# proof of second isomorphism theorem for groups

First, we shall prove that $HK$ is a subgroup   of $G$: Since $e\in H$ and $e\in K$, clearly $e=e^{2}\in HK$. Take $h_{1},h_{2}\in H,k_{1},k_{2}\in K$. Clearly $h_{1}k_{1},h_{2}k_{2}\in HK$. Further,

 $h_{1}k_{1}h_{2}k_{2}=h_{1}(h_{2}h_{2}^{-1})k_{1}h_{2}k_{2}=h_{1}h_{2}(h_{2}^{-% 1}k_{1}h_{2})k_{2}$

Since $K$ is a normal subgroup  of $G$ and $h_{2}\in G$, then $h_{2}^{-1}k_{1}h_{2}\in K$. Therefore $h_{1}h_{2}(h_{2}^{-1}k_{1}h_{2})k_{2}\in HK$, so $HK$ is closed under multiplication  .

Also, $(hk)^{-1}\in HK$ for $h\in H$, $k\in K$, since

 $(hk)^{-1}=k^{-1}h^{-1}=h^{-1}hk^{-1}h^{-1}$

and $hk^{-1}h^{-1}\in K$ since $K$ is a normal subgroup of $G$. So $HK$ is closed under inverses        , and is thus a subgroup of $G$.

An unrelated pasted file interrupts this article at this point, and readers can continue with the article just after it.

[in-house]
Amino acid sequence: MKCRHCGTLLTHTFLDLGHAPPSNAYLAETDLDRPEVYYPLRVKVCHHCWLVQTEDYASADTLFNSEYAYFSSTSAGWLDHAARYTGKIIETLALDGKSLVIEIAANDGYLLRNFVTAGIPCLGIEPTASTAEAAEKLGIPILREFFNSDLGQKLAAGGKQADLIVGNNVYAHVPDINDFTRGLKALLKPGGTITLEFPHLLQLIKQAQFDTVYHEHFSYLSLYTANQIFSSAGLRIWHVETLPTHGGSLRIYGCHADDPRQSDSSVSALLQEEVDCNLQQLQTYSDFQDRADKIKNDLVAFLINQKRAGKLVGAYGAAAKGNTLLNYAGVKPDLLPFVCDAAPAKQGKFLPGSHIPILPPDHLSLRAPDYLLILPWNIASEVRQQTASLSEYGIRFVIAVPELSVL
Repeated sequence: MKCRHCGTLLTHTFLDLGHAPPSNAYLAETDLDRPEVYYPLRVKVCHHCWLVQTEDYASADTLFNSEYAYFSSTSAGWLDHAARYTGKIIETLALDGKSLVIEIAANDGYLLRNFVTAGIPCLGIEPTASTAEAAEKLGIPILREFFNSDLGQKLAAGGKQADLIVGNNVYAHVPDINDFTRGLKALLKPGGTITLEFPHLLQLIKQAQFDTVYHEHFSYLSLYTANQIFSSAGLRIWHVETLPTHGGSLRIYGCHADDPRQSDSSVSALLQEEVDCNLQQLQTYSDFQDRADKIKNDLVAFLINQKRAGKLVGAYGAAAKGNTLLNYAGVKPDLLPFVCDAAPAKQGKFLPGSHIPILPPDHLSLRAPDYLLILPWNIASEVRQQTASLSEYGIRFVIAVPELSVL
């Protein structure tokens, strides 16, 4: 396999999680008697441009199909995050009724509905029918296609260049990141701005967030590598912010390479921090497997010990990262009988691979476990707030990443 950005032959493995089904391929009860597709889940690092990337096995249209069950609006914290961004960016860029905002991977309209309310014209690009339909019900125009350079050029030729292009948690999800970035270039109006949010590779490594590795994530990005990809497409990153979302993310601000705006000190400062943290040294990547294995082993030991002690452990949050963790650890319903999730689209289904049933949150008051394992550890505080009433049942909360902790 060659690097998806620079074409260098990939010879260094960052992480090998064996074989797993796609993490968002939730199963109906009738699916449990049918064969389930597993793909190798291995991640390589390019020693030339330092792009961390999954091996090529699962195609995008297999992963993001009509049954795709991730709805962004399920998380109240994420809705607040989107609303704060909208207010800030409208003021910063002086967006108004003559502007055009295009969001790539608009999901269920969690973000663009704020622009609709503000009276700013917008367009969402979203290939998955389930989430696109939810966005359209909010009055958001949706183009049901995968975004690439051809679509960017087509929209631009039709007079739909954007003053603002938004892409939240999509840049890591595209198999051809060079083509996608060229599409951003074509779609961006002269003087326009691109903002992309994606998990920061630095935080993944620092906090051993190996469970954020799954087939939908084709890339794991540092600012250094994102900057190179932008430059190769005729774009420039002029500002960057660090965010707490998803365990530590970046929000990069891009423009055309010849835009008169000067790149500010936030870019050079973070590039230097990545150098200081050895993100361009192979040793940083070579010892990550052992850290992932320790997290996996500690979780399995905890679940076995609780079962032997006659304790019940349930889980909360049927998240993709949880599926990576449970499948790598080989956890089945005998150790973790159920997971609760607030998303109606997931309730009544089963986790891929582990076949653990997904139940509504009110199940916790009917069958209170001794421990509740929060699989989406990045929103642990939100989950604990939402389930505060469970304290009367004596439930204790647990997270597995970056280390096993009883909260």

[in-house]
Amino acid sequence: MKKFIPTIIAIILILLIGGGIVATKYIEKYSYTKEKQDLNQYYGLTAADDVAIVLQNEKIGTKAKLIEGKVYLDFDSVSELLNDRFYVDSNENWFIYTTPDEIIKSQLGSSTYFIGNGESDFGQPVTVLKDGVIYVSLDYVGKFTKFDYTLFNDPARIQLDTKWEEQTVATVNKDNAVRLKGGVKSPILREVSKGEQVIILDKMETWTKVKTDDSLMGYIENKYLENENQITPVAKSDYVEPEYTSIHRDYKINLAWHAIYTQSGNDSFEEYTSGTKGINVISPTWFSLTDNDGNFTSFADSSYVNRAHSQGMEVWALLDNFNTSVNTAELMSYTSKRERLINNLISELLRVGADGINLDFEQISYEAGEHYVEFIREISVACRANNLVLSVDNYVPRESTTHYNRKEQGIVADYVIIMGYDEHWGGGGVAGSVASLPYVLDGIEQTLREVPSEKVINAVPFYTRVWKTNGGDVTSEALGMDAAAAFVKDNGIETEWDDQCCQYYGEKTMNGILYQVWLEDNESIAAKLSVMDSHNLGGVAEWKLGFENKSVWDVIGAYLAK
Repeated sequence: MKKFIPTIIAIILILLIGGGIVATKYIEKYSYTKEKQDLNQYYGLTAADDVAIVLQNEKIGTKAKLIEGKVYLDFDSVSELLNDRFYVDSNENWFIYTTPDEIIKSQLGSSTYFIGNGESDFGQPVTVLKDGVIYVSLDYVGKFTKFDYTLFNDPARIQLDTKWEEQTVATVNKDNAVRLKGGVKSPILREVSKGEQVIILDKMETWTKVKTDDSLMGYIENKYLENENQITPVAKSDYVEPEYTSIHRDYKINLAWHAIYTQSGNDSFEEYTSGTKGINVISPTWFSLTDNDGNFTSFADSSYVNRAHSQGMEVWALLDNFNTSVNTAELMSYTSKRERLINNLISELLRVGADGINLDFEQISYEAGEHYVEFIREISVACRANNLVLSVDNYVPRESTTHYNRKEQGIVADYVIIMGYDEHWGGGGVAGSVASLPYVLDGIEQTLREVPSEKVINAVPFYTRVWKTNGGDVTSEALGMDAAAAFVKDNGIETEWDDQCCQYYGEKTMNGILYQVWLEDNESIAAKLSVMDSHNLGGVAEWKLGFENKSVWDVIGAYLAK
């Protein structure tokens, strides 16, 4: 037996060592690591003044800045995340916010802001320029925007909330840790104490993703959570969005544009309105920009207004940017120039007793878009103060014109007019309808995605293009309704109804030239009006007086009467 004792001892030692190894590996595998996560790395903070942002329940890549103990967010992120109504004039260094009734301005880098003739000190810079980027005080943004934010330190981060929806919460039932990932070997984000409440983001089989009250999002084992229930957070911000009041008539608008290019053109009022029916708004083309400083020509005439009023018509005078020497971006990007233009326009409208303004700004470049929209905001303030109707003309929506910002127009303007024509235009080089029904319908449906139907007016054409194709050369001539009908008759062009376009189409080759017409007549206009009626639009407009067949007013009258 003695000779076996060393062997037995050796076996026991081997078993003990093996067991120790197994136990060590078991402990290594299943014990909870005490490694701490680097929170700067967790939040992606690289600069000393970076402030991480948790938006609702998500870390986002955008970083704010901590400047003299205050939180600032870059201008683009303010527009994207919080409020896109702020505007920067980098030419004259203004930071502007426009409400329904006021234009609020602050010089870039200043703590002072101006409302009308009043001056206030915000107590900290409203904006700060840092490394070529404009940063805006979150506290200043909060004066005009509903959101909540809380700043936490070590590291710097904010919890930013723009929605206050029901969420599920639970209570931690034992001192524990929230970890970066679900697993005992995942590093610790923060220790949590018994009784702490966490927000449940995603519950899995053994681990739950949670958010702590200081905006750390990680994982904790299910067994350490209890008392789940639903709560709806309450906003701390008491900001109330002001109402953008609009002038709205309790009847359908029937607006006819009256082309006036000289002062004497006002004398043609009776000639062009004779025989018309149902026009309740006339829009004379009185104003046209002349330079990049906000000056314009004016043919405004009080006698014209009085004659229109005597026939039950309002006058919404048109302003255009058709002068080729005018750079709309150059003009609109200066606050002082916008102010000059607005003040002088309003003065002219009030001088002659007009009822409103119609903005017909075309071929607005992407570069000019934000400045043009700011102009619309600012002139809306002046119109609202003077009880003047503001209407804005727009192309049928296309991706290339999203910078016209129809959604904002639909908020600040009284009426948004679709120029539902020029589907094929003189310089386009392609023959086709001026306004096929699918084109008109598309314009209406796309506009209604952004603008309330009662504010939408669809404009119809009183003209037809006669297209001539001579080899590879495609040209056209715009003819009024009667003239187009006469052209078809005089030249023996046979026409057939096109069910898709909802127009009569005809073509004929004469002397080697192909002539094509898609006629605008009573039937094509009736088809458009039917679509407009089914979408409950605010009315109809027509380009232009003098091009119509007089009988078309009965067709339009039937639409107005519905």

Since $HK$ is a subgroup of $G$, the normality of $K$ in $HK$ follows immediately from the normality of $K$ in $G$.

Clearly $H\cap K$ is a subgroup of $G$, since it is the intersection   of two subgroups of $G$.

Finally, define $\phi\colon H\rightarrow HK/K$ by $\phi(h)=hK$. We claim that $\phi$ is a surjective homomorphism         from $H$ to $HK/K$. Let $h_{0}k_{0}K$ be some element of $HK/K$; since $k_{0}\in K$, then $h_{0}k_{0}K=h_{0}K$, and $\phi(h_{0})=h_{0}K$. Now

 $\ker(\phi)=\{h\in H\mid\phi(h)=K\}=\{h\in H\mid hK=K\}$

and if $hK=K$, then we must have $h\in K$. So

 $\ker(\phi)=\{h\in H\mid h\in K\}=H\cap K$

Thus, since $\phi(H)=HK/K$ and $\ker{\phi}=H\cap K$, by the First Isomorphism Theorem  we see that $H\cap K$ is normal in $H$ and that there is a canonical isomorphism between $H/(H\cap K)$ and $HK/K$.

Title proof of second isomorphism theorem for groups ProofOfSecondIsomorphismTheoremForGroups 2013-03-22 12:49:47 2013-03-22 12:49:47 yark (2760) yark (2760) 17 yark (2760) Proof msc 20A05 ProofOfSecondIsomorphismTheoremForRings